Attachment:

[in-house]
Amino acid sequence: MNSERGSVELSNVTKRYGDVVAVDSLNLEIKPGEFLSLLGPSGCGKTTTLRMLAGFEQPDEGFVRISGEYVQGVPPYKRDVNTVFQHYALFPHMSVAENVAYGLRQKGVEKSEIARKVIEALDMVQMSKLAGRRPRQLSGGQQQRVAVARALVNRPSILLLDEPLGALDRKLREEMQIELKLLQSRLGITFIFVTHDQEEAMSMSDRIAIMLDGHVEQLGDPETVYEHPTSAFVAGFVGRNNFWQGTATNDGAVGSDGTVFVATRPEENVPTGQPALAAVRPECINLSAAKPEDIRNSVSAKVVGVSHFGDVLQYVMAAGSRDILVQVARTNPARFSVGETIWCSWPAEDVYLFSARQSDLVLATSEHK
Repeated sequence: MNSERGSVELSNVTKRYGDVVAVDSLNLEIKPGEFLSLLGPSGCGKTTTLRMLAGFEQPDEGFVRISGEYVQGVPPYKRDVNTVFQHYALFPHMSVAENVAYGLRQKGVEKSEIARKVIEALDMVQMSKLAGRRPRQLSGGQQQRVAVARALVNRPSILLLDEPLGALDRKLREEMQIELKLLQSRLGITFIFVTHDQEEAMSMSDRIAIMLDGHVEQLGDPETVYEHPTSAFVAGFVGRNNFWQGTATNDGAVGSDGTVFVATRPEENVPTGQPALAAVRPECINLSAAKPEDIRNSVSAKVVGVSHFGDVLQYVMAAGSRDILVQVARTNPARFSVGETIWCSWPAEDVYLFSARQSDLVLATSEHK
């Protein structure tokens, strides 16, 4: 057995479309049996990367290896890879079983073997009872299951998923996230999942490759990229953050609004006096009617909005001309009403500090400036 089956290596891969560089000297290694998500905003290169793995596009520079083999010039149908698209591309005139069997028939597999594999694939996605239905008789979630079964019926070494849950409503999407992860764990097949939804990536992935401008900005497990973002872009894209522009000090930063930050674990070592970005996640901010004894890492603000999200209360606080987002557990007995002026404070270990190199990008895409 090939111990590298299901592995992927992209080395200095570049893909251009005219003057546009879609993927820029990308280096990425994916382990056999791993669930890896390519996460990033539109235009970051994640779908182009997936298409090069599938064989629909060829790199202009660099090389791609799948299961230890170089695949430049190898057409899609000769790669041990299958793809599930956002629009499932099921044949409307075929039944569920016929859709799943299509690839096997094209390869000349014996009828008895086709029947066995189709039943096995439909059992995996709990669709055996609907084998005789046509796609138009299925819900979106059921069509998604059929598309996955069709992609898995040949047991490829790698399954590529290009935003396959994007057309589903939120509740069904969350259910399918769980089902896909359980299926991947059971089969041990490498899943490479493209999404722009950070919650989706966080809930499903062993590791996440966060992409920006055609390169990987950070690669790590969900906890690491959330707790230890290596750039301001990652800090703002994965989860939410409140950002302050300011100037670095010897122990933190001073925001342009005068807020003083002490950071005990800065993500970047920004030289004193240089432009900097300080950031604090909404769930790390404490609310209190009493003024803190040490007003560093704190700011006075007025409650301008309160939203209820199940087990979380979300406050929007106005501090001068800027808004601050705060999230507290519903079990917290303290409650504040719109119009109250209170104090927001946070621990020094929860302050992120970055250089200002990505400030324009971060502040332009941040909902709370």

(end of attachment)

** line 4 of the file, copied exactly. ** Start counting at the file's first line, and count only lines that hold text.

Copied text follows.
């Protein structure tokens, strides 16, 4: 057995479309049996990367290896890879079983073997009872299951998923996230999942490759990229953050609004006096009617909005001309009403500090400036 089956290596891969560089000297290694998500905003290169793995596009520079083999010039149908698209591309005139069997028939597999594999694939996605239905008789979630079964019926070494849950409503999407992860764990097949939804990536992935401008900005497990973002872009894209522009000090930063930050674990070592970005996640901010004894890492603000999200209360606080987002557990007995002026404070270990190199990008895409 090939111990590298299901592995992927992209080395200095570049893909251009005219003057546009879609993927820029990308280096990425994916382990056999791993669930890896390519996460990033539109235009970051994640779908182009997936298409090069599938064989629909060829790199202009660099090389791609799948299961230890170089695949430049190898057409899609000769790669041990299958793809599930956002629009499932099921044949409307075929039944569920016929859709799943299509690839096997094209390869000349014996009828008895086709029947066995189709039943096995439909059992995996709990669709055996609907084998005789046509796609138009299925819900979106059921069509998604059929598309996955069709992609898995040949047991490829790698399954590529290009935003396959994007057309589903939120509740069904969350259910399918769980089902896909359980299926991947059971089969041990490498899943490479493209999404722009950070919650989706966080809930499903062993590791996440966060992409920006055609390169990987950070690669790590969900906890690491959330707790230890290596750039301001990652800090703002994965989860939410409140950002302050300011100037670095010897122990933190001073925001342009005068807020003083002490950071005990800065993500970047920004030289004193240089432009900097300080950031604090909404769930790390404490609310209190009493003024803190040490007003560093704190700011006075007025409650301008309160939203209820199940087990979380979300406050929007106005501090001068800027808004601050705060999230507290519903079990917290303290409650504040719109119009109250209170104090927001946070621990020094929860302050992120970055250089200002990505400030324009971060502040332009941040909902709370």